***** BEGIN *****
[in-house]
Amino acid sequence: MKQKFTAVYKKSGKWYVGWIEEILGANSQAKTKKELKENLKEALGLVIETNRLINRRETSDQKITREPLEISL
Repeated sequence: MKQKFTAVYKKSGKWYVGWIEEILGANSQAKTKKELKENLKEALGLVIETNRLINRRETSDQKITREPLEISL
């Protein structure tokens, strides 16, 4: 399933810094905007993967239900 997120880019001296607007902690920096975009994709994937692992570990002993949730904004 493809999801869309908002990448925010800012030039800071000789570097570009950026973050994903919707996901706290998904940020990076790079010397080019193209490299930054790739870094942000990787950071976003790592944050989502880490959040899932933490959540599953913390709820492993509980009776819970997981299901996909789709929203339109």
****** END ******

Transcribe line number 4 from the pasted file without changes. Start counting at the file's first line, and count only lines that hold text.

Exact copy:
């Protein structure tokens, strides 16, 4: 399933810094905007993967239900 997120880019001296607007902690920096975009994709994937692992570990002993949730904004 493809999801869309908002990448925010800012030039800071000789570097570009950026973050994903919707996901706290998904940020990076790079010397080019193209490299930054790739870094942000990787950071976003790592944050989502880490959040899932933490959540599953913390709820492993509980009776819970997981299901996909789709929203339109």